The Performances That Define Tom Ripley, Past and Present

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The Performances That Define Tom Ripley, Past and Present

In the world of Tom Ripley, things are never black and white. At least, they weren’t, until Netflix’s new series Ripley. Ever since Ripley first appeared in the pages of Patricia Highsmith’s iconic 1955 novel The Talented Mr. Ripley, his has been a story of moral ambiguity, of gray areas, of hidden alleyways shrouded in shadow. Clearly, this walking enigma struck a chord. Not only did Highsmith go on to write four subsequent novels about Ripley, but there have been numerous adaptations on stage and screen. The most notable of these, of course, came in 1999 from Academy Award winning director Anthony Minghella, whose film version of Highsmith’s first novel served as the breakout vehicle for such stars as Matt Damon, Jude Law, and Gwenyth Paltrow. In addition to Damon, the role has been taken on by such heavyweights as Dennis Hopper and John Malkovich, and now falls to Andrew Scott, whose recent work in Fleabag and 2023’s All Of Us Strangers has led to a well-deserved breakout. It isn’t difficult to see why such a coterie of performers would want to delve into the mind of Tom Ripley, a character as slippery as they come, both whatever you want him to be and yet nothing at all—a performance of a lifetime.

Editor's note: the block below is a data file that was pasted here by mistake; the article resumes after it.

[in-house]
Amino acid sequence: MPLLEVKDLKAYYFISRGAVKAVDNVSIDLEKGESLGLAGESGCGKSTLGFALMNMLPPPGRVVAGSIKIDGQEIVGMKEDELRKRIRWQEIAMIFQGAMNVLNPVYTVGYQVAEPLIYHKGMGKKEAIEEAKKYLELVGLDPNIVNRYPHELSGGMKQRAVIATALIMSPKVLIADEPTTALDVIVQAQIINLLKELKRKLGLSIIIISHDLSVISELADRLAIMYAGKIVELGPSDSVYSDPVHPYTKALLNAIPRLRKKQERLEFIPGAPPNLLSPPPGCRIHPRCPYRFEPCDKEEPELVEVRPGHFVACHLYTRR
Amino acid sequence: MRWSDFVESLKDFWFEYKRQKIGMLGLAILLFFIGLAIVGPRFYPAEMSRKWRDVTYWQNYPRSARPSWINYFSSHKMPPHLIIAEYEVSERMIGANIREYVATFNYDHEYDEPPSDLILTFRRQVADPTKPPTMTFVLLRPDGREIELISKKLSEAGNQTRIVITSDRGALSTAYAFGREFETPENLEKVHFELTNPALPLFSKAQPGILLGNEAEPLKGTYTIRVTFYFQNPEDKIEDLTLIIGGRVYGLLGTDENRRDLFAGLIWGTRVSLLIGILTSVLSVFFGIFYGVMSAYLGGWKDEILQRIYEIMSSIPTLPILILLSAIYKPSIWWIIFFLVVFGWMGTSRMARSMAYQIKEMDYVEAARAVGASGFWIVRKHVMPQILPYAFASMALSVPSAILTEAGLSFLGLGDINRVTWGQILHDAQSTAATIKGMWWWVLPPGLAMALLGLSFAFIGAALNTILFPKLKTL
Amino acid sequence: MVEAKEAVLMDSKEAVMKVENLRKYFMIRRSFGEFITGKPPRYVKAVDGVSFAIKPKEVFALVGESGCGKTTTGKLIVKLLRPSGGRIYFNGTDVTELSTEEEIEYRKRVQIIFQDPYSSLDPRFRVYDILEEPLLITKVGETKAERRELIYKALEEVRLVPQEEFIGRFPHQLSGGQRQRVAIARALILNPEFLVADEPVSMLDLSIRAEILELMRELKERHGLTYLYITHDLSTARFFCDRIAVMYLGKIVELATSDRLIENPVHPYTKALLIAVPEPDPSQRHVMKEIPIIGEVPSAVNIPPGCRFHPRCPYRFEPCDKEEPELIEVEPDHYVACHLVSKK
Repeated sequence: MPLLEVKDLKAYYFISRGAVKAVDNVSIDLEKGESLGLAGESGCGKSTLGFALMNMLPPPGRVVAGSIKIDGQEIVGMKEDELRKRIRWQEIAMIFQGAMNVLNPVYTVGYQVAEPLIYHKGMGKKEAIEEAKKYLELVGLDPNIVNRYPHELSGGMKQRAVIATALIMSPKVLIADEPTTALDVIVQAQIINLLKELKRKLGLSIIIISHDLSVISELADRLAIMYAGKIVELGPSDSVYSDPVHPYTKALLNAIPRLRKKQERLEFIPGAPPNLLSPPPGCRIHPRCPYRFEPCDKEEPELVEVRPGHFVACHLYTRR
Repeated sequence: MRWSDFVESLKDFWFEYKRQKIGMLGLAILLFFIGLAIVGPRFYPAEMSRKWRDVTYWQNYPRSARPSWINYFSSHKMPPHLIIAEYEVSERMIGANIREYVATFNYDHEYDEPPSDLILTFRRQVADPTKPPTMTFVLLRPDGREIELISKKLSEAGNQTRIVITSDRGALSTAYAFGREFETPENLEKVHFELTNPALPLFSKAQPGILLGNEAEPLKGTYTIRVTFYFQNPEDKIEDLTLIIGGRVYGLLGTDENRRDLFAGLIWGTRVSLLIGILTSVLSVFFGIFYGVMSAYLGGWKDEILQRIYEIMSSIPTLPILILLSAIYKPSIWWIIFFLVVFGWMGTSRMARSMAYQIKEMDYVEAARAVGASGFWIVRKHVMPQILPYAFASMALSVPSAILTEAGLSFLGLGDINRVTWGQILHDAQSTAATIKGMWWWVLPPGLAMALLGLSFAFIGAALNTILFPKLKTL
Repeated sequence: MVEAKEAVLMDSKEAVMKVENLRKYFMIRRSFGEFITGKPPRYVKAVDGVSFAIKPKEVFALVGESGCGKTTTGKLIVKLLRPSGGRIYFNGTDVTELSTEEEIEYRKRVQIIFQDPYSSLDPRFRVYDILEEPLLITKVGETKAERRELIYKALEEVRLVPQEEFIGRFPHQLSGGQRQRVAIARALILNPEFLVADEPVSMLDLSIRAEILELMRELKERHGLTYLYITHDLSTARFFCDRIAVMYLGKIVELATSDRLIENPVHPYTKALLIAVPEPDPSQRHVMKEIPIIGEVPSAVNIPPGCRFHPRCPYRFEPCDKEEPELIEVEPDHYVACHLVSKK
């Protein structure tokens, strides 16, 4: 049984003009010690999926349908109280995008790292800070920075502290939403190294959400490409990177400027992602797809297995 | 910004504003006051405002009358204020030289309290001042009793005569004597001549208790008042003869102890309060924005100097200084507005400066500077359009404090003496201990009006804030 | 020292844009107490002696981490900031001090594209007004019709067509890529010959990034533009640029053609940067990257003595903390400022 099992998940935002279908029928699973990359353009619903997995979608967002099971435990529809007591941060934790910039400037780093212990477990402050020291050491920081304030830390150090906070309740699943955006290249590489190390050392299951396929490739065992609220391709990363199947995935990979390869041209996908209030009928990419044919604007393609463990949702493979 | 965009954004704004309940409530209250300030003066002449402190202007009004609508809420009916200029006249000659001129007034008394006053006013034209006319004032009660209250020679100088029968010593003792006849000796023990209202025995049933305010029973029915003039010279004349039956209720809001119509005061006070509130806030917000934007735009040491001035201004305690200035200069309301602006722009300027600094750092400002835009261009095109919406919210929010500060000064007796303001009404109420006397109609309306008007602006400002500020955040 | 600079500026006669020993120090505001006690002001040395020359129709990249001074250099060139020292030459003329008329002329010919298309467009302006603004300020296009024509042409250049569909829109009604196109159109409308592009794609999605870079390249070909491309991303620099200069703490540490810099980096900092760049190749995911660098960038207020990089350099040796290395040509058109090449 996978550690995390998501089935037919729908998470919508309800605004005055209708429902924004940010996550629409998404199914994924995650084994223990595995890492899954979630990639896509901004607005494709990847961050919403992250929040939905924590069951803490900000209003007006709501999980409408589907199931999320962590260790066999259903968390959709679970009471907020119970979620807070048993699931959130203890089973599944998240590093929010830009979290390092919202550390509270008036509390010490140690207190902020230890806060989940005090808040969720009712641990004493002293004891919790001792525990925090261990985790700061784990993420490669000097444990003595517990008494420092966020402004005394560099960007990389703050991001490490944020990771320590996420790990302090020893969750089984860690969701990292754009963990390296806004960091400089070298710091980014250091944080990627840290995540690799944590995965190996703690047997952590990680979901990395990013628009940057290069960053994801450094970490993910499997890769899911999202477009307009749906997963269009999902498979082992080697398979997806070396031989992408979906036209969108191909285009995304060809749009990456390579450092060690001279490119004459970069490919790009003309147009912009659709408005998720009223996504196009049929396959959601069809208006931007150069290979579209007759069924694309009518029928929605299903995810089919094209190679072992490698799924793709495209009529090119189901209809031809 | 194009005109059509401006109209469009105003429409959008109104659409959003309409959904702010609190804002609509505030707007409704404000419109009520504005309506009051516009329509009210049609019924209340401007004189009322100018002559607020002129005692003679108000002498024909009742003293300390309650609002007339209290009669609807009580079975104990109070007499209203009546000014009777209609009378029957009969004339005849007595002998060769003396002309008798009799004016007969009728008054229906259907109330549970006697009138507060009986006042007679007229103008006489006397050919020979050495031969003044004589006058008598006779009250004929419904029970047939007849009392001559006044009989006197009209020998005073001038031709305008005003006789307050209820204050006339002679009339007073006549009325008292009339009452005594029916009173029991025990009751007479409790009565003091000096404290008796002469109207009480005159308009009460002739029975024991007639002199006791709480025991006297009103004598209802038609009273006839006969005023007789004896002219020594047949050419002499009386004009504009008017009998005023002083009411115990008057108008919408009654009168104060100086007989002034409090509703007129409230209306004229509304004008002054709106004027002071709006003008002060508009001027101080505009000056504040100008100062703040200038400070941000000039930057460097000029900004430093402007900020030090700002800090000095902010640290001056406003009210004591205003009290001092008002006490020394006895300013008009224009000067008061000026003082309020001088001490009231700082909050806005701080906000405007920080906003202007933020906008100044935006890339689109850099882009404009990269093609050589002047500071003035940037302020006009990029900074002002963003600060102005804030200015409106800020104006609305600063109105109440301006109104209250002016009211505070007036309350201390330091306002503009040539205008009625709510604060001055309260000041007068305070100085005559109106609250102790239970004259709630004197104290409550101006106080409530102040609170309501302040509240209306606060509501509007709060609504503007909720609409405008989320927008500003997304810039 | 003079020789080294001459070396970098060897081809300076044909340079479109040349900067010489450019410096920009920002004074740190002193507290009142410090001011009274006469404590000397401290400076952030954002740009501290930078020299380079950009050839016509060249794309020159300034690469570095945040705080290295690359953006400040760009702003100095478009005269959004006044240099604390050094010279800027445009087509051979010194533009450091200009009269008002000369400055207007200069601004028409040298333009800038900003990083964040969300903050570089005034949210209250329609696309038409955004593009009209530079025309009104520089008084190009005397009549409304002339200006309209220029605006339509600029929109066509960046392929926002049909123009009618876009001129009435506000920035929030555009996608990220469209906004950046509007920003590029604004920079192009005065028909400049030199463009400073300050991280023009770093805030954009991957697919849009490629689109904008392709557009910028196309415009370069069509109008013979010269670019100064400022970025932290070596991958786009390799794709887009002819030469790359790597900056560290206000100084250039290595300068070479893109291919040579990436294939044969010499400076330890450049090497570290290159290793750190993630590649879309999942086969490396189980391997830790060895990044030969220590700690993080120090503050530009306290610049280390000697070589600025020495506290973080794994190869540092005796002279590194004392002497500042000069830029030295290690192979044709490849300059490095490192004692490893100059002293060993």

So much of Ripley’s story, past and present, has been about performance, and that holds true with Ripley. When we first meet Tom, in 1960’s New York City, he is playing the part of the con-man, to decidedly mixed results. He is getting by, but barely; his dilapidated apartment and half-baked schemes a far cry from the life he longs to lead. When an opportunity presents itself in the form of shipping magnate Herbert Greenleaf, he doesn’t hesitate, quickly becoming just what it is the old man needs from him: a lifeline to his estranged, globe-trotting, trust-fund sucking son Dickie (Johnny Flynn). And yet, when he arrives in the idyllic, Italian city of Atrani, he quickly changes his tune, dropping the ruse presented to him by Herbert and entering another, revealing the true nature of his mission to Dickie and endearing himself to his new friend. Of course, not even this is the whole truth. To Dickie, and his doting girlfriend Marge (Dakota Fanning), Tom is an accountant who Dickie might or might not have known at Princeton, not a con-man at the end of his rope with all his belongings shoved in a few suitcases.